Tuesday morning we got out of the house around 7am and started making our way out to the Capitol. There were crowds of people everywhere. We made our way towards the Blue Gate but it was one of those situations where you join a crowd that isn't 100% sure of what's going on or whether we were in the right place. Two hours later the mob started moving. Fortunately, we were able to move up the side of the line and up to the security check-point pretty quickly. We found our place among the million and a half people stuffed into the National Mall and smiled at our good fortune.

The ceremony was freezing and pretty exhausting. It was hard to really get my head into what was going on. It was too much to take in on so little sleep. The view of the crowd was incredible. Hundreds of thousands of people behind us waved American flags. People of every background, cheered, cried, prayed, sang, and smiled. We looked at our new president and hoped for the best, knowing that the country and the world was in a tough spot. After the swearing in we watched George Bush's helicopter fly away from the Capitol. People flipped it off, waved, and watched bad memories drift away in a helicopter.

Next up was the parade. We'd already decided that we would retreat to our friend's condo in the Newseum to watch the parade on TV. But our blue tickets enabled us to grab a spot at the beginning of the parade route where Obama's motorcade would pass by. Little did we know that we'd be standing in the cold for three hours before he drove by. But it was worth it. I was awestruck as his armored limo cruised by and he waved from the window. He was so close! As soon as he was gone, we bolted down the street to the Newseum and warmed our bellies with soup and wine. It was an exhausting day. But it was definitely a memorable one.


The Inauguration

I'm in Washington, D.C. for inauguration festivities. Been having a
good time meeting new people. Tonight my friend scored us tickets to
the ceremony. We'll be standing on the south side, in front of the
reflecting pool (and behind people who actually get to sit). It's
going to be cold and crowded but we're excited.

Passing Time

Sleeping, eating, walking. That's the extent of my New York activity.

I've posted some snapshots from the Iceland trip in my Picasa Gallery.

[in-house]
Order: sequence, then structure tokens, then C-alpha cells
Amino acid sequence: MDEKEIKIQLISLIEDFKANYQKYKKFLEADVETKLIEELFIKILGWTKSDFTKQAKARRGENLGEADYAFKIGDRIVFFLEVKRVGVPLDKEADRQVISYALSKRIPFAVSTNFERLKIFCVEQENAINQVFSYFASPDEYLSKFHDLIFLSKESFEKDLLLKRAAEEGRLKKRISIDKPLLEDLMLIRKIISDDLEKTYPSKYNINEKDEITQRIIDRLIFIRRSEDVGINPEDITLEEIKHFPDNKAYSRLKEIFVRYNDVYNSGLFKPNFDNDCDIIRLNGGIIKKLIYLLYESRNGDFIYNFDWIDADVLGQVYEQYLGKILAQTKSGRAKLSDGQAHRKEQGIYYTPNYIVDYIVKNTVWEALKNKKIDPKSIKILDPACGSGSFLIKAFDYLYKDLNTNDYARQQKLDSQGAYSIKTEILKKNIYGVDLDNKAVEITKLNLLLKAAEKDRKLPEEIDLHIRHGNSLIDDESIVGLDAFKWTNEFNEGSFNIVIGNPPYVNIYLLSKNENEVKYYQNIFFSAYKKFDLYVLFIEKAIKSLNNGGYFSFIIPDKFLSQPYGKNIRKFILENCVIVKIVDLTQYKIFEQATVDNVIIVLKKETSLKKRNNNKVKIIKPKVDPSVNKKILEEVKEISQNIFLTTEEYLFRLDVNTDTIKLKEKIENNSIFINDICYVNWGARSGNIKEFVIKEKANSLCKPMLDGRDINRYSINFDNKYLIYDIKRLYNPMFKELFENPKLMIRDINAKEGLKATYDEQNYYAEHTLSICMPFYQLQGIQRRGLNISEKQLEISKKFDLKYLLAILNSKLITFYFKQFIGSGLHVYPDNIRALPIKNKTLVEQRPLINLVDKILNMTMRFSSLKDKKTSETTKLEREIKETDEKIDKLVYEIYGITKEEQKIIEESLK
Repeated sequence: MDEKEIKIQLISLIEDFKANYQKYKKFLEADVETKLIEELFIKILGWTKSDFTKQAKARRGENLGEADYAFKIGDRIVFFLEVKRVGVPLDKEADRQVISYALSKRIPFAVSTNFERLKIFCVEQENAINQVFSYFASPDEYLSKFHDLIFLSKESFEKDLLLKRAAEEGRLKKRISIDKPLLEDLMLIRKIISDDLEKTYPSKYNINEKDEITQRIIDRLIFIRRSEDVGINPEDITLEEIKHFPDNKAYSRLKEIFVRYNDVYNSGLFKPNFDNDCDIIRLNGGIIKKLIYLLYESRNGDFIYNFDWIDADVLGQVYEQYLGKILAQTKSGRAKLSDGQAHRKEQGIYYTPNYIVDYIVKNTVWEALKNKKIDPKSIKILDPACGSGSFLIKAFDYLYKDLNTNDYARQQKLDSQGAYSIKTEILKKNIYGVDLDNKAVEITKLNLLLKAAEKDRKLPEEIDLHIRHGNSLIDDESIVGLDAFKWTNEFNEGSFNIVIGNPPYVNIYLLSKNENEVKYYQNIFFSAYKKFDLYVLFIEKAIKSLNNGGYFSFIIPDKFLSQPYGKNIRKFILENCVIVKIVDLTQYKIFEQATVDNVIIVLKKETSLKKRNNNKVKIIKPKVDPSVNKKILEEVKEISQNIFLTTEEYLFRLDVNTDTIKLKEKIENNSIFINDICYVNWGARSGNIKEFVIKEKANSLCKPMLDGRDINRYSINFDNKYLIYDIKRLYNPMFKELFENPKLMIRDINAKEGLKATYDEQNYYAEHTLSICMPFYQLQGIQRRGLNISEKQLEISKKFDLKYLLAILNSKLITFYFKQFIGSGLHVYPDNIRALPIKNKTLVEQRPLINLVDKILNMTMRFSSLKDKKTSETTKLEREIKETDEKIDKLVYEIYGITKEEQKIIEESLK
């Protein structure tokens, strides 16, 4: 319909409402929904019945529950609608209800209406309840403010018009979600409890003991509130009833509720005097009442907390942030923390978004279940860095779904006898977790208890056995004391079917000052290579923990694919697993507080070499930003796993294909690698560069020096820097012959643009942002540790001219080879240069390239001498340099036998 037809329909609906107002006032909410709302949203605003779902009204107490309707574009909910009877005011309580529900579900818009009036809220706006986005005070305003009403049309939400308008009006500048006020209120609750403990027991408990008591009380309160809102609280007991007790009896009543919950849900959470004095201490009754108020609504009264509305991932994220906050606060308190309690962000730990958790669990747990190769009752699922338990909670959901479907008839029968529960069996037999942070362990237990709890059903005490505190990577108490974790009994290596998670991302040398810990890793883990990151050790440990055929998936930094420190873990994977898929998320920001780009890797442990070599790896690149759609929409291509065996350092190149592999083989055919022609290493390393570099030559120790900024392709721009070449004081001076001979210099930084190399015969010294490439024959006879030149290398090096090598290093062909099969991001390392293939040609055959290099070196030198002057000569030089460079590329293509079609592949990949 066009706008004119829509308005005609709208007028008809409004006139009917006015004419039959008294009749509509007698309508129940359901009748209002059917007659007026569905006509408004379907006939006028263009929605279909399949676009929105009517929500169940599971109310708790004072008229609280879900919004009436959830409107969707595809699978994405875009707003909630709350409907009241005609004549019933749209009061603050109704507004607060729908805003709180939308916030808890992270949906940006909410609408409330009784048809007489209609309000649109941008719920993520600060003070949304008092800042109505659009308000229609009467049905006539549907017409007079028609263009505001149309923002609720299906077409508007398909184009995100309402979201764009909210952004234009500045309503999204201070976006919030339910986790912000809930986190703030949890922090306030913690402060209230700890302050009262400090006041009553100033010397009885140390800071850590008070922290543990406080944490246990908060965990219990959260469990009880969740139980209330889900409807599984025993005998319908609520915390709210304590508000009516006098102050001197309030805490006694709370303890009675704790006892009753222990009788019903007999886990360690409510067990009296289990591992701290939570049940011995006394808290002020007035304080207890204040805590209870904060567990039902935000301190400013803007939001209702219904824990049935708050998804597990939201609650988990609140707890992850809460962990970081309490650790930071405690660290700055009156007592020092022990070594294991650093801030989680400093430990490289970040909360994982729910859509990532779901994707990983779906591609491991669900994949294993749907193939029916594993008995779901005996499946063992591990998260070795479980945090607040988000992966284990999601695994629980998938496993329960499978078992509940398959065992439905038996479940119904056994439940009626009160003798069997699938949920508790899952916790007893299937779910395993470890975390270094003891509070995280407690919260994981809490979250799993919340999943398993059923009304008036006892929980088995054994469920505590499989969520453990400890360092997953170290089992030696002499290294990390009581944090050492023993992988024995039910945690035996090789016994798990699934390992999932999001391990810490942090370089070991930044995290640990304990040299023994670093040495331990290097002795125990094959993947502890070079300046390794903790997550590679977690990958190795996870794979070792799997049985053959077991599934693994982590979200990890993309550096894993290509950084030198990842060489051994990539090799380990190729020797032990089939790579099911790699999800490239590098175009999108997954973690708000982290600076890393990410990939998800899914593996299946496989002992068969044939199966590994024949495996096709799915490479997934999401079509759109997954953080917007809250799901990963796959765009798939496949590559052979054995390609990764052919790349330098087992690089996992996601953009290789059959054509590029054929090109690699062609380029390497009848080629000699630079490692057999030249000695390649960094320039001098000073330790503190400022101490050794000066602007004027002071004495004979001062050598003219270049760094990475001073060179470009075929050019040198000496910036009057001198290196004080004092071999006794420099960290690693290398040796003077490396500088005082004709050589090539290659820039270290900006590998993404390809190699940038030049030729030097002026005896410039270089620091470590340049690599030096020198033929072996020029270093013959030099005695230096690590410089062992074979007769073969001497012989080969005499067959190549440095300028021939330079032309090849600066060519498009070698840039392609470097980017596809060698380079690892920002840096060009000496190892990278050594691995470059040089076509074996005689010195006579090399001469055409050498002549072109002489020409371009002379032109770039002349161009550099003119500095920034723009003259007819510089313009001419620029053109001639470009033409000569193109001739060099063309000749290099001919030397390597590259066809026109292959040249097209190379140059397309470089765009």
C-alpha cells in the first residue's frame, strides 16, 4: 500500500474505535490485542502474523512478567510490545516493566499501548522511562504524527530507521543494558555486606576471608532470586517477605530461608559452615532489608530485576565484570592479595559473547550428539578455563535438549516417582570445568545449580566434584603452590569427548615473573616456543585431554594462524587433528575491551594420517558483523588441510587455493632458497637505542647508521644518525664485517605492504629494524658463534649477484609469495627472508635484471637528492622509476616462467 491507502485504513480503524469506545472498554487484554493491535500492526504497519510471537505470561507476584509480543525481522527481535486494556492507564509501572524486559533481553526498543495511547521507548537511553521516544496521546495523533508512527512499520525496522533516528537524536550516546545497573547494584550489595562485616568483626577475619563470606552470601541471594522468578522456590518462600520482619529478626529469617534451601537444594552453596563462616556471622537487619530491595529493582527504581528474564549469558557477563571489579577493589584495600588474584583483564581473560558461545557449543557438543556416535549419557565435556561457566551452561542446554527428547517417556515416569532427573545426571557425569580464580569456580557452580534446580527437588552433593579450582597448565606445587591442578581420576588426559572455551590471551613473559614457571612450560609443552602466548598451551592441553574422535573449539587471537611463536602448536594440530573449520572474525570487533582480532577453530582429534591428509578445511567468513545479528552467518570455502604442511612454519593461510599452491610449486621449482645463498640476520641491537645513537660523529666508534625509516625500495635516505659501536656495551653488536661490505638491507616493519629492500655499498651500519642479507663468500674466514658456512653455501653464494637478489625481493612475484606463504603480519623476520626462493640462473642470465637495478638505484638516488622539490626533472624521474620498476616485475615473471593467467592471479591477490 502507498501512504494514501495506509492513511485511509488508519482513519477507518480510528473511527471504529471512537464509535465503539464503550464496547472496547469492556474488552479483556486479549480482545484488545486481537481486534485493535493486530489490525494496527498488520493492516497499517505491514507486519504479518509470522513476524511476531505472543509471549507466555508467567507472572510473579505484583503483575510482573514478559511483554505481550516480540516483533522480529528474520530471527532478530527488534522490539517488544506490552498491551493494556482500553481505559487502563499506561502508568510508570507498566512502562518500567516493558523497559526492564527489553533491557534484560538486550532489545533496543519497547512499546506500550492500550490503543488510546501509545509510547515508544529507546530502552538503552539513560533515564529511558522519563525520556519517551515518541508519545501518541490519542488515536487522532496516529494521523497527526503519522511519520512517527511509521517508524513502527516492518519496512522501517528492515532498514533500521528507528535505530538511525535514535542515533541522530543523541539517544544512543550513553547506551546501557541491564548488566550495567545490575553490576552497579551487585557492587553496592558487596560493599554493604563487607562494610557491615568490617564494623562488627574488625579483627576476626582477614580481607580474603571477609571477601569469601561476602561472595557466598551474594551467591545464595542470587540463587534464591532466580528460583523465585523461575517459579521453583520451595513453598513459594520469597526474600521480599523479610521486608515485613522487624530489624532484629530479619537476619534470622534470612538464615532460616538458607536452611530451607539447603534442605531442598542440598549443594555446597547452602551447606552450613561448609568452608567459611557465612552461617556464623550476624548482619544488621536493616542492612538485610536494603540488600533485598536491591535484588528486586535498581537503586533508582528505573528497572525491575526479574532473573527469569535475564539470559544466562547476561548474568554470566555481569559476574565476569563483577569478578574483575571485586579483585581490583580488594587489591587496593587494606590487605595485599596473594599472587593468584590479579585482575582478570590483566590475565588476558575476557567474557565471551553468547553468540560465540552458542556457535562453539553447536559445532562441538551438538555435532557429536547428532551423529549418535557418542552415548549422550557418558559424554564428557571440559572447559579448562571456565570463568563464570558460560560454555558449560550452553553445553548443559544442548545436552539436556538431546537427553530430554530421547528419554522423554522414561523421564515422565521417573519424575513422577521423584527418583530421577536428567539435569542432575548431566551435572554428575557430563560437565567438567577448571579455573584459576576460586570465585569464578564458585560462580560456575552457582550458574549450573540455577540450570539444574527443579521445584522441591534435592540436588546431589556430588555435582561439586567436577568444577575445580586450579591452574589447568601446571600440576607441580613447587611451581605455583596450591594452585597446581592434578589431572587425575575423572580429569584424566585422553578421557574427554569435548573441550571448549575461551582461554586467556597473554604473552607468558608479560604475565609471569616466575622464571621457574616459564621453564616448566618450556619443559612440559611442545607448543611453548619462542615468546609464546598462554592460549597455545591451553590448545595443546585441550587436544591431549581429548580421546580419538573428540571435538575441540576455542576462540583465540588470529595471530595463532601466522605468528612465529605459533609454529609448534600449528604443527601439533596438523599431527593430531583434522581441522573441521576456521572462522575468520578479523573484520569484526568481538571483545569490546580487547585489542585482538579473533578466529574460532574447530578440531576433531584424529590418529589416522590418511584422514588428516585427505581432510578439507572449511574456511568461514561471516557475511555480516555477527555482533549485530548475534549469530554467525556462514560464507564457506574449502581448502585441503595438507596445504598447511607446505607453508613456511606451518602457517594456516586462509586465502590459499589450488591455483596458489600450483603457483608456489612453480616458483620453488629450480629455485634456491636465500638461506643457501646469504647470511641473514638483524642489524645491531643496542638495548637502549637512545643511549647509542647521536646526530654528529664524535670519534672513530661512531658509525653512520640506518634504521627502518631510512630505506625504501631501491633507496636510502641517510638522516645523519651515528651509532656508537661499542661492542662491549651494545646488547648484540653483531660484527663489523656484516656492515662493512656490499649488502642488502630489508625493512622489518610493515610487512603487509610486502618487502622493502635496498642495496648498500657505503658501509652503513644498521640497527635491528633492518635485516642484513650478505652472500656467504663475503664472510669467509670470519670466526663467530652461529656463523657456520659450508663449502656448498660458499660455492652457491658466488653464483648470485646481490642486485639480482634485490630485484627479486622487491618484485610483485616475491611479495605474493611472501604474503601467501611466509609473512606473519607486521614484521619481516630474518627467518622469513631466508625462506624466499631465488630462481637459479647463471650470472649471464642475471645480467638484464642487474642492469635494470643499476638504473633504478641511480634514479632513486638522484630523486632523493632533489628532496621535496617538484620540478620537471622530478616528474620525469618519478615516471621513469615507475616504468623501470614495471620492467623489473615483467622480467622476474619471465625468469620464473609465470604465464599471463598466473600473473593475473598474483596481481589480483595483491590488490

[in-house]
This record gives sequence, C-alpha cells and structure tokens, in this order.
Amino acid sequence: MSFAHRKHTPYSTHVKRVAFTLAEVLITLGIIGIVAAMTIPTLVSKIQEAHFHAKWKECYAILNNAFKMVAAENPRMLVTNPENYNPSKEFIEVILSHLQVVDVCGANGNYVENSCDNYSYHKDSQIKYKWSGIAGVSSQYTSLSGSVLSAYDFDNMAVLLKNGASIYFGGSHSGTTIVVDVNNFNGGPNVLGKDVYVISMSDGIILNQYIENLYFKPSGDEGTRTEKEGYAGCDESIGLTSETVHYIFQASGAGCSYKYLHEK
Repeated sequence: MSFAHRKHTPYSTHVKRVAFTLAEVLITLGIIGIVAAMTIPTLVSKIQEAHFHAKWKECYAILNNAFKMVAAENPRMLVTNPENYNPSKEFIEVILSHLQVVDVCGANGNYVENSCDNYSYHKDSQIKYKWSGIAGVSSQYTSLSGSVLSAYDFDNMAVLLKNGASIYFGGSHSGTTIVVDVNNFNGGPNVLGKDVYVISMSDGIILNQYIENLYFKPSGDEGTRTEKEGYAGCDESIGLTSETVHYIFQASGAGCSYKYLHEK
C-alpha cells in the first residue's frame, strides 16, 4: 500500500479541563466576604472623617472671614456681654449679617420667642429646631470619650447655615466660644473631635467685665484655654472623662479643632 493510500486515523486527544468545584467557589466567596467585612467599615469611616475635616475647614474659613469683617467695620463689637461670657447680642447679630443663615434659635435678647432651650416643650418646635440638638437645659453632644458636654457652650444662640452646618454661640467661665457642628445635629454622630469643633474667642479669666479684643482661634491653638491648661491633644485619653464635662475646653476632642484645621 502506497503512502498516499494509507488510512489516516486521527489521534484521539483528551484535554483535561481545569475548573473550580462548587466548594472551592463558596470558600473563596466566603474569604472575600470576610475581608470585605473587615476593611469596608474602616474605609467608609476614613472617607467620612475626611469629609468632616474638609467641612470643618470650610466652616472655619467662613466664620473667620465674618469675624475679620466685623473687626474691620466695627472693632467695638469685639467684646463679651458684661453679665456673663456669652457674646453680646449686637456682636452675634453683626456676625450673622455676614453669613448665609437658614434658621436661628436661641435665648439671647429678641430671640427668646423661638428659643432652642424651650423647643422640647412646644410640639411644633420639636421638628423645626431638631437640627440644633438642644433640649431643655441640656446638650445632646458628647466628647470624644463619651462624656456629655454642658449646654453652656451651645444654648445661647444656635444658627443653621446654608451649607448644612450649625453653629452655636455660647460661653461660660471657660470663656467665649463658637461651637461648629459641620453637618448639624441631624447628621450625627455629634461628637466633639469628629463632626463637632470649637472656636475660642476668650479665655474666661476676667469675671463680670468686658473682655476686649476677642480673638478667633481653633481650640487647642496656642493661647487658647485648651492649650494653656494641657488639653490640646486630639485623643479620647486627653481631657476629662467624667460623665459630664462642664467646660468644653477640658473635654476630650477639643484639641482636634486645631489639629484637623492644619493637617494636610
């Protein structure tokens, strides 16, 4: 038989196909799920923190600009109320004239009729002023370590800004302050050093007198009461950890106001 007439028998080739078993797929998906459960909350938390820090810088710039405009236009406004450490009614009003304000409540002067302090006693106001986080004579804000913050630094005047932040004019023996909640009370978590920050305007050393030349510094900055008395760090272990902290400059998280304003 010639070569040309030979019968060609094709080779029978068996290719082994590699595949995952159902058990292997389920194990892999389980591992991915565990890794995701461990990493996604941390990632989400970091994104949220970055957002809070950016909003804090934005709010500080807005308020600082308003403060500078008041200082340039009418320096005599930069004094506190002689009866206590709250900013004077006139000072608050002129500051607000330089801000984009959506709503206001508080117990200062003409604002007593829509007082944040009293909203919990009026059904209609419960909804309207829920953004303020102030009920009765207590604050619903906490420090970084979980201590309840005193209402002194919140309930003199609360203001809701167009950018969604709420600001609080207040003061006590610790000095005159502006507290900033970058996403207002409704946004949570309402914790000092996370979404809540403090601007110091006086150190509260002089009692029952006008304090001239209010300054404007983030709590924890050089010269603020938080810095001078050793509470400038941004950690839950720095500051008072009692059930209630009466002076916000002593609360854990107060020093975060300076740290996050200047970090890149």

I might be going to Iran pretty soon and I wanted to tell you about Rick Steves' Iran: Yesterday and Today, airing on PBS this week. The one hour special explores the history and culture of Iran in the city and the countryside. Check your local listings. (Channel 9 or 10, Mom)

I'll be at the Inaugural Concert at the Lincoln Memorial in Washington, DC this Sunday. The concert will include Beyonce, Mary J. Blige, Bono, Garth Brooks, Sheryl Crow, Renee Fleming, Josh Groban, Herbie Hancock, Heather Headley, John Legend, Jennifer Nettles, John Mellencamp, Usher Raymond IV, Shakira, Bruce Springsteen, James Taylor,, and Stevie Wonder. It will air in the evening at 7pm on HBO.


Island to Island

I stepped out of Penn Station last night and felt a brief awestruck as I looked up at the tall buildings of Manhattan. I clearly wasn't in Iceland anymore. 7th Avenue looked more crowded than any part of Iceland I'd been to.

I'm having a little rest today. I thought I'd put the small batch of photos from Iceland up and cut some YouTubes for you but I thought wrong. Oatmeal, laundry, and bed rest me thinks.

My last stop out of Iceland was pretty incredible. I visited the famous Blue Lagoon. I was skeptical of its appeal as it's mentioned in just about any piece of writing about Iceland tourism. Now I know why. Built out in the middle of nowhere amongst a moss-covered, volcanic landscape, this hot spring lagoon looks like another planet. I'll write more later. I need to blow my nose.


Glacier Walking

I've caught my first cold in months. I mean months! Yet I'm about to
go prance around a big block of ice all day today. Yesterday I only
made it through one museum on my day of museum hopping before an eye-
stabbing headache put me out of commission. The National Museum was
pretty interesting though. Regina and I brushed up on our Icelandic
history and had fun in interactive children's exhibits trying on armor
and ancient costumes. We were amused to watch to really young girls
'reconstruct a heathen grave' complete with a realistic recreation of
the skeleton lying in a grave.

I got invited to a lamb dinner for the last day of Christmas. While we
munched, fireworks exploded all over the city again.

Other notes: I had a bowl of soothing lobster soup at Sea Baron by the
harbor. I grabbed a bottle of Eglis Malt Extract to drink. I expected
it to taste pretty rank but it was tasty. It's a super popular drink
here and is said to be healthy for you and to keep you looking young.
I may have to stock up.


Lamb Dogs

Two with everything (though that's not my Coke, I don't drink soda)


Coffee and Caves

My sleep schedule is so erratic here. I can't tell if it's due to my
new taste for coffee or my annoying habit of having sleep for dinner